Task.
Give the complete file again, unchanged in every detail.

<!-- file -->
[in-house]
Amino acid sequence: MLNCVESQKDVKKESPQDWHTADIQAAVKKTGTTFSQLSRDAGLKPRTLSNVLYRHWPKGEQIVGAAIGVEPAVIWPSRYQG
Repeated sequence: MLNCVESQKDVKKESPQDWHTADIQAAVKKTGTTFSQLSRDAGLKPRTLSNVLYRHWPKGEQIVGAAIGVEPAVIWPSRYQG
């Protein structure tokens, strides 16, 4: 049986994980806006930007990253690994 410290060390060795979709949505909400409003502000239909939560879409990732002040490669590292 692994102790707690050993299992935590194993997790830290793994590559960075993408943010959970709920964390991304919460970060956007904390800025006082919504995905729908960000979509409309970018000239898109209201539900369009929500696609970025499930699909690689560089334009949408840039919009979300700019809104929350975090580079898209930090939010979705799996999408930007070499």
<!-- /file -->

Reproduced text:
[in-house]
Amino acid sequence: MLNCVESQKDVKKESPQDWHTADIQAAVKKTGTTFSQLSRDAGLKPRTLSNVLYRHWPKGEQIVGAAIGVEPAVIWPSRYQG
Repeated sequence: MLNCVESQKDVKKESPQDWHTADIQAAVKKTGTTFSQLSRDAGLKPRTLSNVLYRHWPKGEQIVGAAIGVEPAVIWPSRYQG
């Protein structure tokens, strides 16, 4: 049986994980806006930007990253690994 410290060390060795979709949505909400409003502000239909939560879409990732002040490669590292 692994102790707690050993299992935590194993997790830290793994590559960075993408943010959970709920964390991304919460970060956007904390800025006082919504995905729908960000979509409309970018000239898109209201539900369009929500696609970025499930699909690689560089334009949408840039919009979300700019809104929350975090580079898209930090939010979705799996999408930007070499």